August 23, 2017


I didn’t know what to expect from the city of Rotterdam. I knew that a friend of a friend had studied in university there, and I knew that a classmate of mine had gone with parents and felt like there wasn’t much to do. However, I took the chance to join another classmate, Lisa, who was going to visit Rotterdam along with her friend Line who was here from Paris. Lisa and Line were going to visit a couple of their friends that run a design studio.

I’m glad I joined, because I loved Rotterdam! In some ways, it reminded me of some sort of a mix between Amsterdam and Brooklyn. Like Amsterdam, there were lots of canals, a beautiful quality of light, and plenty of boats. Like Brooklyn, there were lots of cool small shops to see, plus quite a few once-industrial buildings that have been converted (in the case of our visit to Template) beautiful workplaces and studios. In a way all its own, Rotterdam adds some surprising, unique architecture into the mix.

Front of a plant shop

On the way from the train station to the design studio, we couldn’t resist stopping into this welcoming plant shop, Stek de Stadstuinwinkel.

Interior of a plant shop

A ceiling light and a large plant leaf A factory alongside a canal

The design studio we were visiting, Template, was situated alongside a canal in big building that seemed to have been a garment or textiles factory at one time. Today, it’s painted all-white on the inside, and has a huge windows that make it feel a bit like a greenhouse. This is the stuff of designer dreams.

Inside a factory that has been converted to design studios

Having a picnic on a rooftop

We had a wonderful picnic on an outside deck. Sadly, I don’t have a photo of both members of the studio. Above, from left, is Lisa, Line, and Lasse (not pictured is Marlon, the second partner).

After lunch, we set off to explore more of the city. We walked south, towards the harbor, taking a long route on the way to the Erasmus Bridge and Hotel New York. Along the way, there were beautiful snippets of life in a city along the water.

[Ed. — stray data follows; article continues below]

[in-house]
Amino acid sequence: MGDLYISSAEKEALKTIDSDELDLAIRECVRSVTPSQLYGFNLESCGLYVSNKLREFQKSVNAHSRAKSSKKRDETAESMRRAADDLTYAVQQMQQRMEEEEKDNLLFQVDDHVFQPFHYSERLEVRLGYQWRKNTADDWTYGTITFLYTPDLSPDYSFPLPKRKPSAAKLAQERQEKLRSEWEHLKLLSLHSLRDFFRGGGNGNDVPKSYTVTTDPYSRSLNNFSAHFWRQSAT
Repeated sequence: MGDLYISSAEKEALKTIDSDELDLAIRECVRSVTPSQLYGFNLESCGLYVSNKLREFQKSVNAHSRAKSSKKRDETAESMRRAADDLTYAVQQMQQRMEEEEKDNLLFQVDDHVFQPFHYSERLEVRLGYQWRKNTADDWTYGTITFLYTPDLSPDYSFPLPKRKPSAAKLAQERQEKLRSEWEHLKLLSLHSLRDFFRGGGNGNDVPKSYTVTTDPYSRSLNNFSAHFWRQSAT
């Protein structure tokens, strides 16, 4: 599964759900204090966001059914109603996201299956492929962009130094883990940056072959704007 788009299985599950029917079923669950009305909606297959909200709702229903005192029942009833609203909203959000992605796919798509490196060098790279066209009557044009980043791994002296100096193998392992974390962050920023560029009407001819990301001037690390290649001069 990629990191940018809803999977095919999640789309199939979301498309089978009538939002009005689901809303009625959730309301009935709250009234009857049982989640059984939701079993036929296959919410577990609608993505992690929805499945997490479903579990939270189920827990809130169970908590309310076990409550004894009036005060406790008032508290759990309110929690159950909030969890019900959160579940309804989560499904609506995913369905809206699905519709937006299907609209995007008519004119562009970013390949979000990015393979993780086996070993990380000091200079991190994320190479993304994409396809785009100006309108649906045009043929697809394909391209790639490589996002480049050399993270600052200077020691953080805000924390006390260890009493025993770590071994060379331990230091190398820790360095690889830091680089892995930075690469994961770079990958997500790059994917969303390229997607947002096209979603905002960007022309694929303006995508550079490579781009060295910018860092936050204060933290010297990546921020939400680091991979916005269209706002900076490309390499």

Father and toddler walking out of a building

Vine with flowers climbing a trellis

Boats in Rotterdam, near a windmill Orange berries on a bush

After a pleasant but long walk (our feet were definitely starting to hurt by the end), we made it across the Erasmus Bridge, and ventured up to a swanky rooftop bar to get a good view – then showed ourselves out, not wanting to but overpriced beer that afternoon.

The Erasmus Bridge, seen from Hotel N

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We continued a little ways on to the Hotel New York, which was the former headquarters for the Holland Amerila Lijn, which provided 15-day voyages from Holland to New York, starting in 1872, carrying 400,000 people to the Americas in its first 25 years (wikipedia).

Wedding photographer

At the bottom of the hotel, there are multiple bars and a beautiful public pavilion, which included this scene of a wedding photographer.

Rotterdam water taxi driver

Did you know that Rotterdam has water taxis – speedboats that zoom around its harbor to deliver passengers? It was a good surprise for me! For 4€, we saved ourselves maybe 30 minutes of walking. It was well worth it, for the fun alone of seeing Rotterdam from the water.

Two women riding in the back of a water taxi Erasmus Bridge in Rotterdam Market Hall in Rotterdam

After Hotel New York, we headed towards the Cube Houses. First, though, we needed something to eat, so we stopped into the Rotterdam Market Hall. This hall was a pretty amazing sight: the shell is an apartment building…

Interior of the Market Hall in Rotterdam

…and the interior contains a food market on the ground, with a soaring ceiling of an insane, super-saturated, massive collage of plants and bugs. It was absurd in the best way.

Ceiling of the Market Hall in Rotterdam

View looking up the side of a modern building.

The above building is not especially significant, but it does look like a Tycho album cover.

Two women take a selfie in the Cube Houses of Rotterdam

The Cube Houses are also absurd, and also a spectacle worth seeing. Designed by Piet Blom and built in 1974, these houses are literally huge cubes, balanced on their corners on brick bases. The goal of this construction is for living space to provide a roof for public space below. I found it difficult to accurately capture the environment in a single photo, but the space does provide endless angles for weird and fun photos.

View looking up between Cube Houses of Rotterdam

Below the cubes, there are some spaces for small shops.

Neon sign for Waxing shop

A waxing parlor.

A chess piece museum

A Chess Piece Museum! I wish we had made it when they were still open, but even peeking in through the window was entertaining.

Button to push in order to cross street Quirky, rounded windows.

Across the street from the Cube Houses, the adjacent building had some quirky, rounded windows, as part of a the kind of medieval form you might see in a Japanese, cartoon-style videogame.

Graffiti on a plywood door

As dusk approached, we made our way back to the Centraal Station, to return to Den Haag.

The Rotterdam Centraal Station at dusk